Everything in the town is neat and tidy, but there is an air of exhaustion about the place. Maybe it’s the relentless heat. To our disappointment there is no local beer available to sample at the beachfront pub! Just bottles of Windhoek or Castle lager.

James hoping for beer

A lone European person bakes dark brown in the sun on a towel on the small beach as we sip our drinks. There are some strange-looking desert trees in the gardens near the lighthouse; they remind me of the ‘Truffula Trees’ in the Dr. Seuss book.

Weird desert trees

There is not much else to see in Swakopmund in the short time we have available, so we return via the waiting taxi.

The taxi driver is interested to learn we are from South Africa. He expresses great admiration for Julius Malema. That, he says, is the way a man can make money in this world. And still so young! Here in Namibia, he adds, there’s not much chance for younger citizens in politics.

The pavements outside the port are lined with curio sellers – one of which has a small crowd of animated German tourists in front of it, snapping away on their cameras, zehr gut. As we pass we see that the curios are being sold by two Himba tribeswomen in full ochre daub and elegant mud hairdos, bare breasts and all. OK, granted, that isn’t something you’d see in Cape Town.

Back on the ship, we hurry to get ready for our 6pm supper. The PA system is repeatedly calling names of some passengers, late back on board. This evening there is a Mexican dinner theme, but none of the food is spicy. The ship is still in port by the time we are finished and take a stroll on deck. A couple of passengers have gone missing, and the Melody is waiting to see if they will turn up. There are dire threats in the company literature about keeping the ship waiting. The offenders will face an extremely stiff fine.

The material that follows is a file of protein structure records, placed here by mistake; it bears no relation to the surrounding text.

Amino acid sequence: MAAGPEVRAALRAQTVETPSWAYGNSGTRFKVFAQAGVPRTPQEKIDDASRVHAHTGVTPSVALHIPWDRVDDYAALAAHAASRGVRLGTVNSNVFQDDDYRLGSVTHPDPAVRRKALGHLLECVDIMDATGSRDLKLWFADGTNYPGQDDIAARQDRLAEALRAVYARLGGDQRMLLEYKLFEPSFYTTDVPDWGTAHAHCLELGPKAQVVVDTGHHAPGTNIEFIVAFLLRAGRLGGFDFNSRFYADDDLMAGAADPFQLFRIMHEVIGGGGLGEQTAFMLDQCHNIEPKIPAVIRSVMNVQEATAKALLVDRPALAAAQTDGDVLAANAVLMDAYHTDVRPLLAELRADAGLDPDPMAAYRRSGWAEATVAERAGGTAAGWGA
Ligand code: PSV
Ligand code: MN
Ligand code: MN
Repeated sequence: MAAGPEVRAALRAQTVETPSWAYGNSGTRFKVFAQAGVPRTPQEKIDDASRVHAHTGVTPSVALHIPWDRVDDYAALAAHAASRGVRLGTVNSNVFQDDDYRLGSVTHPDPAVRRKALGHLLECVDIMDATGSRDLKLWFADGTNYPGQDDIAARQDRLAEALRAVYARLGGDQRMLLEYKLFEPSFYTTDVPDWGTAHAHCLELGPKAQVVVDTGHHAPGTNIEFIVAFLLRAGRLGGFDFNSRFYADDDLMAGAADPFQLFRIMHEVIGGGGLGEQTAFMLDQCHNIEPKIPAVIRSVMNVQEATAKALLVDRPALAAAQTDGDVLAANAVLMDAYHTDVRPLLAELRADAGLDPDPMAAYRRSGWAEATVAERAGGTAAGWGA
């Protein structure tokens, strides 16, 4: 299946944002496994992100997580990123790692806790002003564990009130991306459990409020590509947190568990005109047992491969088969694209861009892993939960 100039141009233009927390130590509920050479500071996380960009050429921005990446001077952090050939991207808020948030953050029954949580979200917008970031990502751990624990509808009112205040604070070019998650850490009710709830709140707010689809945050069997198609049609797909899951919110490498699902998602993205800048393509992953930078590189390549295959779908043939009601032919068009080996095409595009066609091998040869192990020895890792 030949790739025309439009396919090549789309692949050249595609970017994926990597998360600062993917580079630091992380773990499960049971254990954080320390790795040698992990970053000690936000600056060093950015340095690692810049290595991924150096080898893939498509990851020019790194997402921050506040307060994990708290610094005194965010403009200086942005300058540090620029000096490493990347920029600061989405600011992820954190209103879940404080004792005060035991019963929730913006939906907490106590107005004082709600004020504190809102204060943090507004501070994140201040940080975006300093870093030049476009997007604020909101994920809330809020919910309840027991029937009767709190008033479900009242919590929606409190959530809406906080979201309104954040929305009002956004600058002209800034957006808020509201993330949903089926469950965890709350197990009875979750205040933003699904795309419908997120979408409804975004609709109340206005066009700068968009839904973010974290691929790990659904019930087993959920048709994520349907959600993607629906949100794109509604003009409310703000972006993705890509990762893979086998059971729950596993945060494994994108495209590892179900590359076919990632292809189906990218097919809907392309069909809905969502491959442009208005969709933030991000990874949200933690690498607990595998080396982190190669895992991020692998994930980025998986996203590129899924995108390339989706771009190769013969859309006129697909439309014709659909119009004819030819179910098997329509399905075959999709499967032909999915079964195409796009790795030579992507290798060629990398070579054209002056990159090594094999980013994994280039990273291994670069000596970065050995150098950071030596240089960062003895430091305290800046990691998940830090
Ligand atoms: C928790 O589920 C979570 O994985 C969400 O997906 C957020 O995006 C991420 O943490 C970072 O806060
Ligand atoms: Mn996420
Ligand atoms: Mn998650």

The Ship Waiting

After supper we fetch email, and very annoyed to discover that our medical aid, which declined to provide cover for us while we travel, has decided to charge us for a full 3 months’ contributions prior to termination – we were told that one month’s notice was needed. A useless expense. So now we have a battle on our hands with unreliable internet connections.
The ship tells us to put our clocks back one hour before retiring. Morning will come sooner than expected.



  • Vee

    07 Apr 2011

    Yikes, what a scary assessment of RSA politics — Malema can make good money! Love the pic of thirsty James!

  • Peter

    07 Apr 2011

    Those Himba tribeswomen are only partially up to date in their marketing plan… anywhere else they’d make a fortune charging for the photos.
    But a lot less than Malema, of course.

  • Sounds like a very entrepreneurial taxi driver…

  • Connie

    08 Apr 2011

    Malema is his ideal – OH.MY.GOSH. No hope then, is there..hey, did the tardy passengers ever turn up or did they get left behind????

    • Jan

      () 08 Apr 2011

      We think the tardy passengers got left behind, and flew to the next feasible point, Dakar (there is only a small airstrip on St. Helena), but this was never confirmed!